Some typical thinking errors include: exaggeration (exaggerating problems and potential harm while underestimating their own abilities to solve them), overgeneralization (drawing generalized conclusions that emphasize the negative side, for example: “Nobody loves me,” “I am a failure”), ignoring the positive aspects (remembering only negative events or interpreting positive events as negative).

As can be noticed, these thoughts are automatic. This means they are not reached through rational and logical thinking, but they just pop into the mind and are more based on feelings of worthlessness and hopelessness than on the actual state of things. Although irrational, these thoughts seem probable now they come to mind. Also, the more we believe in them, the worse we feel.

Opening to love

Depression is the result of an illusion that the person is less worthy and undeserving of love. Carrying this illusion, they believe that they must suffer and endure. This way of thinking is a consequence of negative beliefs that the person has deeply ingrained in their internal system and with which they have identified. Through depression, the person unconsciously assumes an infantile position, a position free from responsibility and unable to move forward on their own. They accept the suffering which they have imposed upon themselves through negative thoughts, as part of their identity. However, it is important to know that this suffering is not something imposed by reality itself, but rather it is constructed from within. Therefore, a person with depression must delve into their own inner world, address the self-image they have formed, and become aware of their negative identifications, accepting them, and liberating themselves from them. Only through expanding awareness and freeing themselves from negative identifications can a person recognize their essential being, characterized by love.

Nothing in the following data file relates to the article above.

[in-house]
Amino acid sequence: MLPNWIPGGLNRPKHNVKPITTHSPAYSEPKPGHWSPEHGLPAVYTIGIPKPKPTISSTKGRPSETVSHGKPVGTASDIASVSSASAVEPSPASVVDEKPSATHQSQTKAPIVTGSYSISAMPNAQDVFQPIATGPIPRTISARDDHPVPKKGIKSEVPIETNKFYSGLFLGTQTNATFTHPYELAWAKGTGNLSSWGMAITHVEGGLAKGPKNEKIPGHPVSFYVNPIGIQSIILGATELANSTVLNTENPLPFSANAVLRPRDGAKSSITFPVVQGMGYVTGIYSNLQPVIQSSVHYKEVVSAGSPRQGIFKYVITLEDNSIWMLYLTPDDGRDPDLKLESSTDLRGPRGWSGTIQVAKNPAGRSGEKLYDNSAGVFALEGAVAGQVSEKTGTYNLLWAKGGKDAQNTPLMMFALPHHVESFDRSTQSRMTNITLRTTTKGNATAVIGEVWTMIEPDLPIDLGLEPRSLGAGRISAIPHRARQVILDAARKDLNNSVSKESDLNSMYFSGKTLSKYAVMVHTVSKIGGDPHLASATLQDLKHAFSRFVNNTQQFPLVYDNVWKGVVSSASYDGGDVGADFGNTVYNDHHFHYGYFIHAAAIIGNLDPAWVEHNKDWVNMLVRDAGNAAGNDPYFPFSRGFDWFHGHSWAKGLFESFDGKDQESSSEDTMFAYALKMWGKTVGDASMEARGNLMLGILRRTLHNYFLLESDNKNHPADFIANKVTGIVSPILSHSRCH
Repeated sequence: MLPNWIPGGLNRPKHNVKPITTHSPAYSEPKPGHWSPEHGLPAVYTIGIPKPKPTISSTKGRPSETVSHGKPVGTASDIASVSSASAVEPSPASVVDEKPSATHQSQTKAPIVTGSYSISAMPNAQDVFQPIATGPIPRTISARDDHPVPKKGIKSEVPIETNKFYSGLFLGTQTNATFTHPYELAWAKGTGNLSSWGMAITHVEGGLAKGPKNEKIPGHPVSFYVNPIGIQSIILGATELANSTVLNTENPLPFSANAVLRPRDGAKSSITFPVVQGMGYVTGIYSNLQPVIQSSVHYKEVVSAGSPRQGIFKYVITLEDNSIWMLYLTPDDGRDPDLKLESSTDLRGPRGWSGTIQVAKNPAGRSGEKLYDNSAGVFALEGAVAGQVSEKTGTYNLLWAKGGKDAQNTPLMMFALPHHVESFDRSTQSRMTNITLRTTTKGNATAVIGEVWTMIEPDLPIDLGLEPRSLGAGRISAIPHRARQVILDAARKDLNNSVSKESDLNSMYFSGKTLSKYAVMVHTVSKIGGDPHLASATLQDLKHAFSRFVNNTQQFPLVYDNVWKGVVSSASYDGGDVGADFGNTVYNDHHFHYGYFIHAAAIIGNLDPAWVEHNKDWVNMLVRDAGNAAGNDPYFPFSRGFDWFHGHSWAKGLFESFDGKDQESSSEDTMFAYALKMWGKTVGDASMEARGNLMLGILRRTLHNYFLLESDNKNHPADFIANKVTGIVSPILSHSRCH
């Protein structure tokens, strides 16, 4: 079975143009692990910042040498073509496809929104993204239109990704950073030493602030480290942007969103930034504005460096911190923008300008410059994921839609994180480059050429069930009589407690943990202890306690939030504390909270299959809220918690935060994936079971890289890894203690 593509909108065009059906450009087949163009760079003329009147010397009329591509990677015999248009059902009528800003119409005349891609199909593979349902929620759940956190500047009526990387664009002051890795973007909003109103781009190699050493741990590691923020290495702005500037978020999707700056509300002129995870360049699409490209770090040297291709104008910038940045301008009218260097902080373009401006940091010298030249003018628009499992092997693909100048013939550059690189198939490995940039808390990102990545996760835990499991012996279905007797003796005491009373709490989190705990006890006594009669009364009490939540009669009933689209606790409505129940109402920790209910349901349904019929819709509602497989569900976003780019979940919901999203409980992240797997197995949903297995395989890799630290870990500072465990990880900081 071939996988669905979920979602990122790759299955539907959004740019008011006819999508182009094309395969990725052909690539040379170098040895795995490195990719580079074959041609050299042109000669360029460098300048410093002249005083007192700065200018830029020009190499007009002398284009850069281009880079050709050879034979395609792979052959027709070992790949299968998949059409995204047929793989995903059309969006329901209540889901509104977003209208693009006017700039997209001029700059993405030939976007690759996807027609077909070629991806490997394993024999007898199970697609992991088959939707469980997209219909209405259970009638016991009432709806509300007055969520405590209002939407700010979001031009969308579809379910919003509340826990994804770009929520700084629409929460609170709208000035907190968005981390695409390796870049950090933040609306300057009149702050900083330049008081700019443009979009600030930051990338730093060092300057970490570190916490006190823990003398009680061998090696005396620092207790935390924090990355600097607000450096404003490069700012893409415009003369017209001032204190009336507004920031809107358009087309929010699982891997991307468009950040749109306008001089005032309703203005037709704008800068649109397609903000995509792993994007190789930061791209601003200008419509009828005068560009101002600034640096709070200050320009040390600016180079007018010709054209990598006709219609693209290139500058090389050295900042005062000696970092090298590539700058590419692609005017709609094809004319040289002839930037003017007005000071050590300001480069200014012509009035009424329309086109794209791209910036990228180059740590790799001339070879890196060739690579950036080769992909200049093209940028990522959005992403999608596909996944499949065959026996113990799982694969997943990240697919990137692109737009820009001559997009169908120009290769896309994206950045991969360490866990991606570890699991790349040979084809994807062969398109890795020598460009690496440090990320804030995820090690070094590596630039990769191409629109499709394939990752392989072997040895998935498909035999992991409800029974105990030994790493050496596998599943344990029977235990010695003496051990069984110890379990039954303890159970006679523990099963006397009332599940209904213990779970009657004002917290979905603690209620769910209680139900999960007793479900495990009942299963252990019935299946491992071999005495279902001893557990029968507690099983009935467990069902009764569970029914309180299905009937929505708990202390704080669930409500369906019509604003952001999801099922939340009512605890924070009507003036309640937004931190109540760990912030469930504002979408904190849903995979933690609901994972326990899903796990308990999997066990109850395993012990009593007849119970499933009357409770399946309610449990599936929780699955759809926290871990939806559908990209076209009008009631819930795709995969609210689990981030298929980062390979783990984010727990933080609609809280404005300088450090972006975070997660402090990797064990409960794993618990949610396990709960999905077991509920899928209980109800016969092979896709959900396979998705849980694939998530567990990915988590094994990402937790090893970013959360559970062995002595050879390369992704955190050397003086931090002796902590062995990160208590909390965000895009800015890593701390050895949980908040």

That is why love is the true path to overcoming depression. In addition to the help that a therapist can provide, the support of close individuals and a partner is essential for liberation from depression. The person needs to be shown understanding, empathy, and acceptance. They should be encouraged not to suppress their negative emotions but to learn to express them.

Likewise, we all need to learn how to express our needs and desires regardless of our previous experiences. We all carry baggage from the past into new relationships. It is necessary to accept the experiences we have had, integrate them into our own structure, and draw lessons from them. The courage to engage in a relationship that results in a high degree of intimacy, closeness, and connection with a partner will be the path to resolving depression. We need to deepen our self-understanding, accept all aspects of our personality, so that we can later share them with our partner and, through satisfactory communication and mutual trust, build our relationship together.

Instead of solely focusing on our existing problems, it is important to look for our true inner desires and needs to channel our life in a more positive direction. This perspective is consistent with various forms of psychotherapy that emphasize the importance of exploring underlying issues to alleviate symptoms of depression and other mental health concerns.